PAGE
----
"Sometimes a mother will be desperate, saying 'oh, he has done this, I can't cope any more' and an older foster mother will say 'do not worry, we have all experienced it, and it will pass'. Then the mother will ask 'when', and the older mother will say 'in two or three years' and the mother will groan 'oh, no how will I survive that long...", Morozov laughs. He's seen it all before and knows that the mother will survive, but that the support of the other parents make it much easier for her to do so.

Having overseen the raising of around 90 children – there are currently ten families and 35 children at Kitezh – Morozov believes he now knows the principals of good parenting: Talk as much as possible, to understand anything that might come up and be constant in applying rules and discipline so a child always know what to expect and doesn't receive mixed messages, are his principal guidelines.

He believes that children should be allowed to explore danger to learn life's lesson, and cheerfully shows me a picture of one of his children climbing up a tree. The child might well fall and get a fright, and learn that can happen when you climb trees – but Morozov is ready to catch him and ensure no serious harm occurs.

So greatly respected has Morozov and the achievements of Kitezh become within Russia, that he was awarded the Order of Honour (similar to an OBE) while experts from the community are invited to events across Russia to advise on child care and foster issues.

And the lessons learned are being shared with those in Britain. Kitezh has been endorsed by the Charterhouse Group of therapeutic communities in the UK and takes part in exchange programmes encouraging the passing on of ideas and expertise.

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"Kitezh Children's Community (symbolises) the potential dawn of a new era in addressing the needs of Russia's orphan children," according to David Deans .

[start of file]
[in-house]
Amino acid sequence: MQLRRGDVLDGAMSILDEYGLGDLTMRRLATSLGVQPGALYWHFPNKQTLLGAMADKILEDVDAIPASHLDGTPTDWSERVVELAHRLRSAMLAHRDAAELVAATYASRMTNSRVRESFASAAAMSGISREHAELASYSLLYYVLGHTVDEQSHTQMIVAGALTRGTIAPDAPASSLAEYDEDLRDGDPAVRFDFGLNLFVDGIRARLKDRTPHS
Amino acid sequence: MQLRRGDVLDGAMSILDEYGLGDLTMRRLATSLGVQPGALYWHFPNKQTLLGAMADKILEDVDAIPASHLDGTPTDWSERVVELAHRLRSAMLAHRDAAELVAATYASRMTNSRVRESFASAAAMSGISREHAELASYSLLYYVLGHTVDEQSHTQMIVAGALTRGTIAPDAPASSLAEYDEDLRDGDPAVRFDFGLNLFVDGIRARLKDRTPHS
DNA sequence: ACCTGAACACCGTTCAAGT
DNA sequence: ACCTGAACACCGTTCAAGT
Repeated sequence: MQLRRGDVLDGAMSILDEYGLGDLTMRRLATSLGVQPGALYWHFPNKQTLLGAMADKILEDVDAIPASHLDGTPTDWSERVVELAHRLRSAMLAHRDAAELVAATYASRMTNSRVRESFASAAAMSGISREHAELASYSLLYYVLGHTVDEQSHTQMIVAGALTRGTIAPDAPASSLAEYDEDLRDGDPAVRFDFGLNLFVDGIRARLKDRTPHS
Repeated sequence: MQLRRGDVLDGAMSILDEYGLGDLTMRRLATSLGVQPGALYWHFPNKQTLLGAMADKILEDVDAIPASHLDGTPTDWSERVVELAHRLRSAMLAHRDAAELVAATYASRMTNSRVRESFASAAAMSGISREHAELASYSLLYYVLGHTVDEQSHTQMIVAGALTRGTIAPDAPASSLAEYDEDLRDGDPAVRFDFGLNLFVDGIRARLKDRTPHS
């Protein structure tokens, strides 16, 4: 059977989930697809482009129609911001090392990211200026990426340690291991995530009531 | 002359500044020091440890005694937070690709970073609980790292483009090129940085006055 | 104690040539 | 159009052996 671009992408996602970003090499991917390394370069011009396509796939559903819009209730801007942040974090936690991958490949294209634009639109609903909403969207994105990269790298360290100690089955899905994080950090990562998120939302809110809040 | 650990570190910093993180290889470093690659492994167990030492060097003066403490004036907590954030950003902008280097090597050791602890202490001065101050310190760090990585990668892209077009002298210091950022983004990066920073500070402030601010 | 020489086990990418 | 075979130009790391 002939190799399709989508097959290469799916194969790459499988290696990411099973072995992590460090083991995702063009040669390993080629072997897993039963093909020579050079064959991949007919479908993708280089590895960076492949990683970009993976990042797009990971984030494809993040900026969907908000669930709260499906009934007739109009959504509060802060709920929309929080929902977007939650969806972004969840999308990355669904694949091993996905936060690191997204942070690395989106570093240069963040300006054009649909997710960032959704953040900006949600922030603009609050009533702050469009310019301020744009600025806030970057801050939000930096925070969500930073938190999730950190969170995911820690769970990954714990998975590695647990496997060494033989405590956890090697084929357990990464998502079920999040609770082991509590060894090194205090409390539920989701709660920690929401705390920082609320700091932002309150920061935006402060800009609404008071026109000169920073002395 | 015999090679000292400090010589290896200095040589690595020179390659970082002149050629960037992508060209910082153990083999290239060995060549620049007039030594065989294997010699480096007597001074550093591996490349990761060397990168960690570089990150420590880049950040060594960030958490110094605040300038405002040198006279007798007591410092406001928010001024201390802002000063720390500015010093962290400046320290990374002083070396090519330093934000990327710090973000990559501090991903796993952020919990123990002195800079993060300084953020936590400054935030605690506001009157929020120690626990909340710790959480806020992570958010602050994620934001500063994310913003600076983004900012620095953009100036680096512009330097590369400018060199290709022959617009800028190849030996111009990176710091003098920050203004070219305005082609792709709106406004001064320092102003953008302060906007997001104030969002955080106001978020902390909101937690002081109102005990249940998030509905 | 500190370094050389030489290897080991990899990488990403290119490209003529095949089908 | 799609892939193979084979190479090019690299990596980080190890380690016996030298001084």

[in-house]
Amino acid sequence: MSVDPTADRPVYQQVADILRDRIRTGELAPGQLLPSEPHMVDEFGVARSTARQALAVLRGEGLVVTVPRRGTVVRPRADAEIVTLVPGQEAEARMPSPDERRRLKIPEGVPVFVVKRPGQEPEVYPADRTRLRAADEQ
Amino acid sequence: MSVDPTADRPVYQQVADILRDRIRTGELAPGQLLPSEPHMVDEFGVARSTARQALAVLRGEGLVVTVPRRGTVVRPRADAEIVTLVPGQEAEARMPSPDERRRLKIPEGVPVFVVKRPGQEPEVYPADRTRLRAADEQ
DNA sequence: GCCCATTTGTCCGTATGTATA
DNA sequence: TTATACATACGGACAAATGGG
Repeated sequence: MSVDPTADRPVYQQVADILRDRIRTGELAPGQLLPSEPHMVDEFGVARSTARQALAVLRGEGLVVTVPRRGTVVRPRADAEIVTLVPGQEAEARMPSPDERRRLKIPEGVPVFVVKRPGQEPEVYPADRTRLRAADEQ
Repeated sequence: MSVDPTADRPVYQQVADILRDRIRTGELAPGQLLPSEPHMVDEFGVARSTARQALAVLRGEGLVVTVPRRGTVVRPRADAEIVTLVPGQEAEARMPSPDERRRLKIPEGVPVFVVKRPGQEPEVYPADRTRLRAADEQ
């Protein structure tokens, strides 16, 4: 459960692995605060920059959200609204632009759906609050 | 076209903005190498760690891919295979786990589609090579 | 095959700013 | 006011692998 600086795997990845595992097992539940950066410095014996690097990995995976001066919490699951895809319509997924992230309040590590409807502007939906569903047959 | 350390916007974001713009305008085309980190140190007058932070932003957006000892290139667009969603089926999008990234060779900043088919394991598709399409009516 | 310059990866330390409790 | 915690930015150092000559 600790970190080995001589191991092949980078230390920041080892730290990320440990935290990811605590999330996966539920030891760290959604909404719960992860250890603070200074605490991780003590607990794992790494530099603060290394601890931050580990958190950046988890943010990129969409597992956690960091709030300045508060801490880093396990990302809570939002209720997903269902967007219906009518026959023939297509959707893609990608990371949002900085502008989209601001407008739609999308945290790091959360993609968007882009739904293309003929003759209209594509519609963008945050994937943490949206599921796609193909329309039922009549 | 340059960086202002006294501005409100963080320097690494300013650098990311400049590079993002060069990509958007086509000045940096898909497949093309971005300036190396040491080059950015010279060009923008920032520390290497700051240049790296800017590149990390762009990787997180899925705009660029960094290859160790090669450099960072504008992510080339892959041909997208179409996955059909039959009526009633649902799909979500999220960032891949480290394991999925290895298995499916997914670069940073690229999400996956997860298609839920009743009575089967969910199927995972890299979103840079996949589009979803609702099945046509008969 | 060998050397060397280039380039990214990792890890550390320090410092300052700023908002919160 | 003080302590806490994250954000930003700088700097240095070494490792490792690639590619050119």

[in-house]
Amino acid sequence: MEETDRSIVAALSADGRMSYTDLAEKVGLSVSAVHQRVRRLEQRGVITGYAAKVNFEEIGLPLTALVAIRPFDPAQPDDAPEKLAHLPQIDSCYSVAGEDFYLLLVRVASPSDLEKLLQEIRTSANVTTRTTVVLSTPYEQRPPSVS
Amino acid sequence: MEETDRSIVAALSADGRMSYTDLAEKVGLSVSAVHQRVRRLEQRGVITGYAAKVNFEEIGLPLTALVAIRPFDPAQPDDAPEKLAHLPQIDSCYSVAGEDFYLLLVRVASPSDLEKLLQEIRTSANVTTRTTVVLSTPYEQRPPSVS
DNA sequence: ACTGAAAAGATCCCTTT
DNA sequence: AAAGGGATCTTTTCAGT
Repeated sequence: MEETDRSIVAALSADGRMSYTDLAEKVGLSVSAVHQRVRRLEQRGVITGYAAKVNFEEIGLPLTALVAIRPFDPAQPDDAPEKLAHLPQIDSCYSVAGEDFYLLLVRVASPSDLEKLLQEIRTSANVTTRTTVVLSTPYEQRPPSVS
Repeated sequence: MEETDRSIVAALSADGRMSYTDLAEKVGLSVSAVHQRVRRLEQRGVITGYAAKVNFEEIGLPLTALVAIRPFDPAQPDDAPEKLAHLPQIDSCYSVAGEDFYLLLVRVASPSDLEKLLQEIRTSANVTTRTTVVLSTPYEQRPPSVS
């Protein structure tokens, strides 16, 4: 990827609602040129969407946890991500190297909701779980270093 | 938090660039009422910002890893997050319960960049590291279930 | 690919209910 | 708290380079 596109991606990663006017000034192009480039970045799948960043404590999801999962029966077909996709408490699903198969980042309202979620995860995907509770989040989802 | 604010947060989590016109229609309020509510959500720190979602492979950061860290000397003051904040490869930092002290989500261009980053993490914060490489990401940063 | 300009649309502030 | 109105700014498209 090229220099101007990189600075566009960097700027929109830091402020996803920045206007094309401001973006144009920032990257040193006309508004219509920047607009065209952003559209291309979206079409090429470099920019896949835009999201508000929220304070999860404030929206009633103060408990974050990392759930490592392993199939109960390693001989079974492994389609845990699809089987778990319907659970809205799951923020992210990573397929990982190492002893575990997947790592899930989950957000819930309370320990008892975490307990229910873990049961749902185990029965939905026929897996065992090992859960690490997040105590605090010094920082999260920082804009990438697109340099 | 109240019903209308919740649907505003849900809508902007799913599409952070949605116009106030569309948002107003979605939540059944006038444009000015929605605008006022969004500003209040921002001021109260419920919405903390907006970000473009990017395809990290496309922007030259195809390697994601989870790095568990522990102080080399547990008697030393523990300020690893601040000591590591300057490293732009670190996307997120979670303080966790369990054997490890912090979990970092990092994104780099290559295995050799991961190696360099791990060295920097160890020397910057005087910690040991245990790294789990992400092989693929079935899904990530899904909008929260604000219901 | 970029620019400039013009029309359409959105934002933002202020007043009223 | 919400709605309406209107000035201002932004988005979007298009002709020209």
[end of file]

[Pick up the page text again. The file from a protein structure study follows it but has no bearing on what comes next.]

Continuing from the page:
It is a place "designed to empower the most disempowered of children", he adds. "The foster family he has joined is not 'administered' from a distant social services office, but supported and nourished on an hour by hour basis, year round, by others carrying out the same role for other children and enhanced, by the dynamic presence of their natural children whose contribution to the process cannot be overstated."

Perhaps the greatest testament to Kitezh's success is that a second community, Orion, led by a young woman, Masha Pichugina – who was one of Kitezh's original children and is now foster parent herself – has been established as an offshoot of the original community.

Those same young people who, before Kitezh, faced spending their most formative years in a government institution and a dark future, are now in a position to offer a home, hope and happiness to the next generation of vulnerable youngsters. Morozov's dream has indeed become a reality.

• For more information visit the web at www.ecologia.org.uk or www.kitezh.org

Connections of peace and co-operation

ECOLOGIA Youth Trust is organising a Youth Exchange with Kitezh in July and October this year, funded by Youth In Action Connect Youth (British Council). In July 12 young people from the Findhorn Youth Project will travel to Kitezh where the young people will take part in all sorts of challenges and adventures together.

In October 12 young Russians will come from Kitezh to spend a week with their new Scottish friends at the Findhorn Foundation, where they will be involved in a Youth Leadership in Community programme. They will then go together to the Hebridean island of Erraid for a second week to experience an entirely different community and way of life.

The exchange will culminate with a theatrical production to be performed at Findhorn.

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Liza Hollingsworth, founder of the Ecologia Youth Trust, and one of the first volunteers at Kitezh, said: "It is the most rewarding privilege to be able to have been involved in the development of the Kitezh Community since its birth.

"Through our various programmes, professional training for the Kitezh staff, sending young volunteers there, finding British 'godparents' for the children and of course raising funds to help Kitezh to grow, we are able to make a difference in the world in a very concrete way. That is what is inspiring about supporting a project like Kitezh. We can see how much the children change as they grow up, we see how much our contribution has achieved – the beauty of the village as well as how many homes for families we can build.

"Ecologia Youth Trust is building bridges between the United Kingdom and Russia all the time and we feel sure this contributes to building peace and cooperation in the world."

• For further information about the Youth Exchange, visit the web at www.ecologia.org.uk